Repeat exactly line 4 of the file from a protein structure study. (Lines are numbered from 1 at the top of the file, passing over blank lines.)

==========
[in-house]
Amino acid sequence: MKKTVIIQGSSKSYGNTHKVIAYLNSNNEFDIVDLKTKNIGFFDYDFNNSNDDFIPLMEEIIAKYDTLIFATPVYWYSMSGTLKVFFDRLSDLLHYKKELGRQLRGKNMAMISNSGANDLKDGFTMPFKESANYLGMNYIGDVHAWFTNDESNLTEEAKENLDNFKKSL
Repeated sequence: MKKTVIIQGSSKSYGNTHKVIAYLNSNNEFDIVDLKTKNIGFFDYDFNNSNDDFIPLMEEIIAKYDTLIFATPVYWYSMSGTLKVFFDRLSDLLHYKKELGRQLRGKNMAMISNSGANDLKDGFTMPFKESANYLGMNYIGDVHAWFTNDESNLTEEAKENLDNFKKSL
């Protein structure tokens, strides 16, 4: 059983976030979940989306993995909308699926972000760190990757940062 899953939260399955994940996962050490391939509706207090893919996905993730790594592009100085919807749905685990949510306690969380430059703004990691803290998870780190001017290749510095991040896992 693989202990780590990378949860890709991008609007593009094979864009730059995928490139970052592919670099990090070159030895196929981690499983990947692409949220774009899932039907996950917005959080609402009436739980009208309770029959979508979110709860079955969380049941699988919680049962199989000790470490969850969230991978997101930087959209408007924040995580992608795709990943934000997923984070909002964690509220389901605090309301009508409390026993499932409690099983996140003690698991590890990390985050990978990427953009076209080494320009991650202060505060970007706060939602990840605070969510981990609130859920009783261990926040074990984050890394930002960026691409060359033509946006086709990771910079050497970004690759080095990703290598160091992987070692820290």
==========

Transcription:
């Protein structure tokens, strides 16, 4: 059983976030979940989306993995909308699926972000760190990757940062 899953939260399955994940996962050490391939509706207090893919996905993730790594592009100085919807749905685990949510306690969380430059703004990691803290998870780190001017290749510095991040896992 693989202990780590990378949860890709991008609007593009094979864009730059995928490139970052592919670099990090070159030895196929981690499983990947692409949220774009899932039907996950917005959080609402009436739980009208309770029959979508979110709860079955969380049941699988919680049962199989000790470490969850969230991978997101930087959209408007924040995580992608795709990943934000997923984070909002964690509220389901605090309301009508409390026993499932409690099983996140003690698991590890990390985050990978990427953009076209080494320009991650202060505060970007706060939602990840605070969510981990609130859920009783261990926040074990984050890394930002960026691409060359033509946006086709990771910079050497970004690759080095990703290598160091992987070692820290």